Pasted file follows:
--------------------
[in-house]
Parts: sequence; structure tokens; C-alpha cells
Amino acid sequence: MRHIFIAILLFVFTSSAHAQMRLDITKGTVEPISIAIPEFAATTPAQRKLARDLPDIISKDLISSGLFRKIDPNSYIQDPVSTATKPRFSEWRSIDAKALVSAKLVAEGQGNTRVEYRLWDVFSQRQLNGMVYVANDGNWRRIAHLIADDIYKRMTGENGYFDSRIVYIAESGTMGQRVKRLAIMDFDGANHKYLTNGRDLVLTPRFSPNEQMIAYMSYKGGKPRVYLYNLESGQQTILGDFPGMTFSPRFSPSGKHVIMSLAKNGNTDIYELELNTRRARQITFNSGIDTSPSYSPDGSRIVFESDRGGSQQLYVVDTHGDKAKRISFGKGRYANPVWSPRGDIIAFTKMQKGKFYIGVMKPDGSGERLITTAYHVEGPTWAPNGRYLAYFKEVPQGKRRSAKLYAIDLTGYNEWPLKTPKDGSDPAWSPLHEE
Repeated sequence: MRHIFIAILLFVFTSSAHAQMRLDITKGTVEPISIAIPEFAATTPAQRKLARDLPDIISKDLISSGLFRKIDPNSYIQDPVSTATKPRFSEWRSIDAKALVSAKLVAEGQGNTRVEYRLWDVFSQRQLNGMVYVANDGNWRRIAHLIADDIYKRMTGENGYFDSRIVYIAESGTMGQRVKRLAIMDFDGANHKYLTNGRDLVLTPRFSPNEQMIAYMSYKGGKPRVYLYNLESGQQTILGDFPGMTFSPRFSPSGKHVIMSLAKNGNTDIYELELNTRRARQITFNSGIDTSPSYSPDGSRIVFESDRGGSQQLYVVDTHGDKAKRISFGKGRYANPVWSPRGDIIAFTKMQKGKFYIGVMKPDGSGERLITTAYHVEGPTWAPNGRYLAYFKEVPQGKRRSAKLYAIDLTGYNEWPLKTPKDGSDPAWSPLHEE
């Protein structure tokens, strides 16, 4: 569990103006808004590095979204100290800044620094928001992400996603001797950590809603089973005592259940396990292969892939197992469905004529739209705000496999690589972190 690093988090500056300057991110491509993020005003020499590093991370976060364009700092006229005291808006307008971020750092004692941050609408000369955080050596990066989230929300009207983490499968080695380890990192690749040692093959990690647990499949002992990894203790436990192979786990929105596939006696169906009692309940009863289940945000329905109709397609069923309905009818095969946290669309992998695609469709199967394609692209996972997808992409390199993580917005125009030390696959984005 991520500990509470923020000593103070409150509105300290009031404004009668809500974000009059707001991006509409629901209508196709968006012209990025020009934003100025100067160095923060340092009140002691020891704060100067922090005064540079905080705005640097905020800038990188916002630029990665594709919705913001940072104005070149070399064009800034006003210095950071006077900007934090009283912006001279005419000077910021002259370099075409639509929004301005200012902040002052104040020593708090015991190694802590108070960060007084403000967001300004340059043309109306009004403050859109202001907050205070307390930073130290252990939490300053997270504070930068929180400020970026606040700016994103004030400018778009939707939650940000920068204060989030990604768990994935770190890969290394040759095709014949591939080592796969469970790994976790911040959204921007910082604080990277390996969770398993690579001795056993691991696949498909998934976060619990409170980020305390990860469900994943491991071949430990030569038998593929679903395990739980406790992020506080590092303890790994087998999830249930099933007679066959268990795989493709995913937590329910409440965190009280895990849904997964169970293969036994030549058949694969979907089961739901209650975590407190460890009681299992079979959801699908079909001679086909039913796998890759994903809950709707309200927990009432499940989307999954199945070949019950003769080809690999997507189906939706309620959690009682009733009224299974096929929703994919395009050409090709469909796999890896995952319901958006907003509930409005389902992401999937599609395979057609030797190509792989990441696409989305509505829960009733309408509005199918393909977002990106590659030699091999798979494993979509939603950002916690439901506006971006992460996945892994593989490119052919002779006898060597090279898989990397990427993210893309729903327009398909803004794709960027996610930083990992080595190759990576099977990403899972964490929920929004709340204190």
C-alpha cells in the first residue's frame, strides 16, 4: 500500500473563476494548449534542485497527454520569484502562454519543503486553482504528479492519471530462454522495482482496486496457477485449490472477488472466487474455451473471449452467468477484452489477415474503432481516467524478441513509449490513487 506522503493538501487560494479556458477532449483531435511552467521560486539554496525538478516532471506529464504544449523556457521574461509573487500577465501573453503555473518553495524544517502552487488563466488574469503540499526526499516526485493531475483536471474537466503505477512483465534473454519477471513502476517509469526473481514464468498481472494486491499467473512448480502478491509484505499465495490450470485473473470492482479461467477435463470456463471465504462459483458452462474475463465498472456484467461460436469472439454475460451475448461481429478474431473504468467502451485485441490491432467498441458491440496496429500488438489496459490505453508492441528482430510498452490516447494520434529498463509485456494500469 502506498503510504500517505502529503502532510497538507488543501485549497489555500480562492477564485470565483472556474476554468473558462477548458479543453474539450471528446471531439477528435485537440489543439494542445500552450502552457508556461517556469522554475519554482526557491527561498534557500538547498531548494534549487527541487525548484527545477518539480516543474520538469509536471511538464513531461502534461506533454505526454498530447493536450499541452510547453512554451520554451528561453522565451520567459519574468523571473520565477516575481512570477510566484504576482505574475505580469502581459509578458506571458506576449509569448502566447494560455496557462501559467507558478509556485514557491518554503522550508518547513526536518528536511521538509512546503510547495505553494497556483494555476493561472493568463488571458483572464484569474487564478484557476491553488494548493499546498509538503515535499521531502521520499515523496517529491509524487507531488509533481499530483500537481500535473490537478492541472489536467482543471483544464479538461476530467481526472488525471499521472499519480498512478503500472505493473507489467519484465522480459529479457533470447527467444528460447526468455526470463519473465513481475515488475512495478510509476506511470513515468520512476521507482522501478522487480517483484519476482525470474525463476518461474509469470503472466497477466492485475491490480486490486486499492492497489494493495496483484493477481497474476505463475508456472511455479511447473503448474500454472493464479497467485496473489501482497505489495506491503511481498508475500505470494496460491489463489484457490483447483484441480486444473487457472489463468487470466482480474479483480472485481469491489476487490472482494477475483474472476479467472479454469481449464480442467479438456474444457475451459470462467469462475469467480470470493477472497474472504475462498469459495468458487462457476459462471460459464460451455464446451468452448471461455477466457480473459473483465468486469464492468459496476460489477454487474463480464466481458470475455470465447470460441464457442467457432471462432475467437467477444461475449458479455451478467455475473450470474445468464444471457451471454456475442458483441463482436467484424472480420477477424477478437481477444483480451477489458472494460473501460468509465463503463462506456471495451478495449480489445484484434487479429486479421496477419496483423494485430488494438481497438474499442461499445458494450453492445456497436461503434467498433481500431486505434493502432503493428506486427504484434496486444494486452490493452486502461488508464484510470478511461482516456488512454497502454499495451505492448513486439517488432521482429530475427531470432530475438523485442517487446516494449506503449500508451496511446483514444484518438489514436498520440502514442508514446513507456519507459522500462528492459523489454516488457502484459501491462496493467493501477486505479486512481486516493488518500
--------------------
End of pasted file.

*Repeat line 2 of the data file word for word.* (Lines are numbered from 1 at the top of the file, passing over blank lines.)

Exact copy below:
Parts: sequence; structure tokens; C-alpha cells